To help answer your question, we turned to an extensive review of treatment for scapholunate injuries recently published by the Department of Hand and Upper Extremity Surgery at the Hospital for Special Surgery in New York City. In this article, orthopedic (hand) surgeons provide an extensive, detailed, and very thorough review of scapholunate instability. They discuss what happens and how to treat this problem.
A little bit of anatomy goes a long way in understanding the complexities of this injury and why treatment isn’t always a cut-and-dried decision. The scapholunate joint describes a place in the first row of carpal (wrist) bones where the scaphoid bone and the lunate bones meet and greet, so-to-speak. The scaphoid is a small bone on the thumb side of the wrist next to the radius bone of the forearm. The lunate is in the middle of the row of carpal bones sandwiched between the scaphoid and the triquetrum on the little finger side of the wrist.
These three bones move together as part of wrist motion. The scaphoid and lunate are held together by the scapholunate interosseous ligament (SLIL). Perhaps this is the area of your injury. This ligament is a tough, C-shaped piece of connective tissue.
When the SLIL is intact, the scaphoid and the lunate move as one unit. Damage or injury to the SLIL can result in these two bones moving separately and independently of each other — a situation referred to as scapholunate instability. Extra, unintended shifting and motion of these bones can cause excruciating wrist pain, weakness, and loss of function. Just lifting a cup of coffee or brushing the teeth can be an agony.
Treatment is important to reduce pain, restore normal wrist and hand motion, and prevent joint loading and degenerative changes that could lead to further disability from arthritis. Treatment ranges from conservative (nonoperative) care to surgery. The decision about what to do and when to do it depends on five key factors.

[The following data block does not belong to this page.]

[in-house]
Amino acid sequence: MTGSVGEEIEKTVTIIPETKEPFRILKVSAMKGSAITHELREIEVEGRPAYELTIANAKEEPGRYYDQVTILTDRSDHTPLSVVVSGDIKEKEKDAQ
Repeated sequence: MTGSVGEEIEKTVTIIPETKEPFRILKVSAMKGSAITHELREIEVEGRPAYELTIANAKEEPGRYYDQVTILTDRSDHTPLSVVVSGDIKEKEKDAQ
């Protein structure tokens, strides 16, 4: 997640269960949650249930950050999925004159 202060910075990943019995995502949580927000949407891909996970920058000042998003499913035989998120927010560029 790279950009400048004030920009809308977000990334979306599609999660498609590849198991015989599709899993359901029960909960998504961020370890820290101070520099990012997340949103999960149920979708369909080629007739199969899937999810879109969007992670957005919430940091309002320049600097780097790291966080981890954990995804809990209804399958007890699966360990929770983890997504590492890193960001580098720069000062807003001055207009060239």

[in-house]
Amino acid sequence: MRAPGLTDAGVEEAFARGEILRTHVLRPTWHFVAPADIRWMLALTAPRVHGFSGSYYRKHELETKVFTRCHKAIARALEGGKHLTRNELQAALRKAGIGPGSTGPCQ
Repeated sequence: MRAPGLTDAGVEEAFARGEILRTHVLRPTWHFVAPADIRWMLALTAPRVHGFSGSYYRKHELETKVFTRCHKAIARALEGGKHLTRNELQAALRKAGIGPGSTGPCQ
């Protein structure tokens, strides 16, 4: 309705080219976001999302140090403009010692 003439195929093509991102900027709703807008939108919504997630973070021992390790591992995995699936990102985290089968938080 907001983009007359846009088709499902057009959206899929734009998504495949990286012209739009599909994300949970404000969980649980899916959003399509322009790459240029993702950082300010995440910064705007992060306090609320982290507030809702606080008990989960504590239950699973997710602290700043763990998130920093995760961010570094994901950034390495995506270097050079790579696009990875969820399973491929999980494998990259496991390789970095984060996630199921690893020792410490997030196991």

These factors include 1) condition of the scapholunate interosseous ligament, 2) amount of tissue left for a repair, 3) position and angle of the scaphoid bone, 4) possibility of realigning the carpal bones, and 5) condition of the cartilage lining the involved wrist joints.
It is generally agreed that nonoperative treatment is an acceptable choice for those patients who 1) don’t want surgery, 2) still have good grip strength, 3) activity level of the patient, and 4) level of pain. There’s no doubt that instability at the scapholunate joint will eventually result in degenerative arthritis. But the progression to this stage is unpredictable and could be years for some patients.
That’s why conservative care is offered to patients who could get by with a splint and activity modification. It’s entirely possible to choose nonoperative care for years — even decades and manage just fine. Starting with nonoperative care makes sense because delaying surgery doesn’t necessarily set you back and then surgery is always a next-step alternative.